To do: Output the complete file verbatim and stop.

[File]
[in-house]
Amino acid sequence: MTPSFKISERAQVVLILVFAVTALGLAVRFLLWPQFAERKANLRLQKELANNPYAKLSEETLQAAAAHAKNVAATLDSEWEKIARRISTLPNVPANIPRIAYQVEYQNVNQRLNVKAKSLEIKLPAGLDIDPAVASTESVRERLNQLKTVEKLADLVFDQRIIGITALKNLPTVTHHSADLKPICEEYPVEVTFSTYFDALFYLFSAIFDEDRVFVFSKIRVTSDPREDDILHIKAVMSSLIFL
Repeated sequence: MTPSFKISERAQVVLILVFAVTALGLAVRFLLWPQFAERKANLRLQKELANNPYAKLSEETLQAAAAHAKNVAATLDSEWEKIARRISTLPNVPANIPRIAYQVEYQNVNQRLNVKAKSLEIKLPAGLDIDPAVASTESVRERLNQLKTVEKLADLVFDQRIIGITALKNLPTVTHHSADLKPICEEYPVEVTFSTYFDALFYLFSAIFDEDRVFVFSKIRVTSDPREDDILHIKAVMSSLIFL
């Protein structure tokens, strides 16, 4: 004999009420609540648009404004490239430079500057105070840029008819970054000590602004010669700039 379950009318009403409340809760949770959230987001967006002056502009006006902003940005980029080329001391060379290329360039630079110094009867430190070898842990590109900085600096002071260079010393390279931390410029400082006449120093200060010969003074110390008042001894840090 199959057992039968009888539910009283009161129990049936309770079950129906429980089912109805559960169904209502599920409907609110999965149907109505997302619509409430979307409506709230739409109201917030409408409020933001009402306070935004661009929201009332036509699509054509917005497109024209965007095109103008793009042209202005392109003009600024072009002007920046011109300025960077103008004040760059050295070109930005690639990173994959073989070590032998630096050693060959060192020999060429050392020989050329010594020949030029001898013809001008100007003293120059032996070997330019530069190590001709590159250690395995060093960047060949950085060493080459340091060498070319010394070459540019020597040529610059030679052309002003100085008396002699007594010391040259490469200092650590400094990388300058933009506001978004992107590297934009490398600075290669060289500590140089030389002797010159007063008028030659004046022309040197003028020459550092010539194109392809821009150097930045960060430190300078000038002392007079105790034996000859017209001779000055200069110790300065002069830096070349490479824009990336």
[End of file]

[in-house]
Amino acid sequence: MTPSFKISERAQVVLILVFAVTALGLAVRFLLWPQFAERKANLRLQKELANNPYAKLSEETLQAAAAHAKNVAATLDSEWEKIARRISTLPNVPANIPRIAYQVEYQNVNQRLNVKAKSLEIKLPAGLDIDPAVASTESVRERLNQLKTVEKLADLVFDQRIIGITALKNLPTVTHHSADLKPICEEYPVEVTFSTYFDALFYLFSAIFDEDRVFVFSKIRVTSDPREDDILHIKAVMSSLIFL
Repeated sequence: MTPSFKISERAQVVLILVFAVTALGLAVRFLLWPQFAERKANLRLQKELANNPYAKLSEETLQAAAAHAKNVAATLDSEWEKIARRISTLPNVPANIPRIAYQVEYQNVNQRLNVKAKSLEIKLPAGLDIDPAVASTESVRERLNQLKTVEKLADLVFDQRIIGITALKNLPTVTHHSADLKPICEEYPVEVTFSTYFDALFYLFSAIFDEDRVFVFSKIRVTSDPREDDILHIKAVMSSLIFL
């Protein structure tokens, strides 16, 4: 004999009420609540648009404004490239430079500057105070840029008819970054000590602004010669700039 379950009318009403409340809760949770959230987001967006002056502009006006902003940005980029080329001391060379290329360039630079110094009867430190070898842990590109900085600096002071260079010393390279931390410029400082006449120093200060010969003074110390008042001894840090 199959057992039968009888539910009283009161129990049936309770079950129906429980089912109805559960169904209502599920409907609110999965149907109505997302619509409430979307409506709230739409109201917030409408409020933001009402306070935004661009929201009332036509699509054509917005497109024209965007095109103008793009042209202005392109003009600024072009002007920046011109300025960077103008004040760059050295070109930005690639990173994959073989070590032998630096050693060959060192020999060429050392020989050329010594020949030029001898013809001008100007003293120059032996070997330019530069190590001709590159250690395995060093960047060949950085060493080459340091060498070319010394070459540019020597040529610059030679052309002003100085008396002699007594010391040259490469200092650590400094990388300058933009506001978004992107590297934009490398600075290669060289500590140089030389002797010159007063008028030659004046022309040197003028020459550092010539194109392809821009150097930045960060430190300078000038002392007079105790034996000859017209001779000055200069110790300065002069830096070349490479824009990336």